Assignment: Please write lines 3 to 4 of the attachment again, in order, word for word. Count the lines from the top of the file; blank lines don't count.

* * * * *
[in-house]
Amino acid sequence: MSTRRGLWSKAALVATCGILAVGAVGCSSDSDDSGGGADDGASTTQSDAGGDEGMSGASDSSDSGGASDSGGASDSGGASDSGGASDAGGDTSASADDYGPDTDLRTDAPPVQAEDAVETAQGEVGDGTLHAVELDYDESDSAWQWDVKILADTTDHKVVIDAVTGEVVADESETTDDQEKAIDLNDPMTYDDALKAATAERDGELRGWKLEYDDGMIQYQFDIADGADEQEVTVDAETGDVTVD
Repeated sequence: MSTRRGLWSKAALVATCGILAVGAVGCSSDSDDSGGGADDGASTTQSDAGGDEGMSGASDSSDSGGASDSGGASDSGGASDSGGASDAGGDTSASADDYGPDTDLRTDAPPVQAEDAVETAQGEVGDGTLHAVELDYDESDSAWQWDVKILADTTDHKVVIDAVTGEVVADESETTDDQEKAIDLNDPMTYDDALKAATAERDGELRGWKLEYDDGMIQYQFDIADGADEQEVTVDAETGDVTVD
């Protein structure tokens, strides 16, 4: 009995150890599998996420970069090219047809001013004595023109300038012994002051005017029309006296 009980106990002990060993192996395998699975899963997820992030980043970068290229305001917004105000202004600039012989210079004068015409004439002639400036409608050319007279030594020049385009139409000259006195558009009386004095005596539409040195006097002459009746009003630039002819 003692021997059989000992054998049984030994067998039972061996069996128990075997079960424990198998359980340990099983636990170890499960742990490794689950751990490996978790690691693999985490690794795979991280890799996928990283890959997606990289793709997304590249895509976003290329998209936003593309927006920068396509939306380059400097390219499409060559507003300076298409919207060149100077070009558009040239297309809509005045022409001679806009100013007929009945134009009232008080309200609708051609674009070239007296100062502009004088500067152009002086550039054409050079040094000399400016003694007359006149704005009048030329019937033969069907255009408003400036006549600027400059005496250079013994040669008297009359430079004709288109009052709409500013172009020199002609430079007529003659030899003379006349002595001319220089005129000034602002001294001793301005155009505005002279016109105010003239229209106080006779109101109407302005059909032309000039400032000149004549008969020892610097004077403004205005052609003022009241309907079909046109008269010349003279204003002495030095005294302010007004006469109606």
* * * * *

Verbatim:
Repeated sequence: MSTRRGLWSKAALVATCGILAVGAVGCSSDSDDSGGGADDGASTTQSDAGGDEGMSGASDSSDSGGASDSGGASDSGGASDSGGASDAGGDTSASADDYGPDTDLRTDAPPVQAEDAVETAQGEVGDGTLHAVELDYDESDSAWQWDVKILADTTDHKVVIDAVTGEVVADESETTDDQEKAIDLNDPMTYDDALKAATAERDGELRGWKLEYDDGMIQYQFDIADGADEQEVTVDAETGDVTVD
């Protein structure tokens, strides 16, 4: 009995150890599998996420970069090219047809001013004595023109300038012994002051005017029309006296 009980106990002990060993192996395998699975899963997820992030980043970068290229305001917004105000202004600039012989210079004068015409004439002639400036409608050319007279030594020049385009139409000259006195558009009386004095005596539409040195006097002459009746009003630039002819 003692021997059989000992054998049984030994067998039972061996069996128990075997079960424990198998359980340990099983636990170890499960742990490794689950751990490996978790690691693999985490690794795979991280890799996928990283890959997606990289793709997304590249895509976003290329998209936003593309927006920068396509939306380059400097390219499409060559507003300076298409919207060149100077070009558009040239297309809509005045022409001679806009100013007929009945134009009232008080309200609708051609674009070239007296100062502009004088500067152009002086550039054409050079040094000399400016003694007359006149704005009048030329019937033969069907255009408003400036006549600027400059005496250079013994040669008297009359430079004709288109009052709409500013172009020199002609430079007529003659030899003379006349002595001319220089005129000034602002001294001793301005155009505005002279016109105010003239229209106080006779109101109407302005059909032309000039400032000149004549008969020892610097004077403004205005052609003022009241309907079909046109008269010349003279204003002495030095005294302010007004006469109606």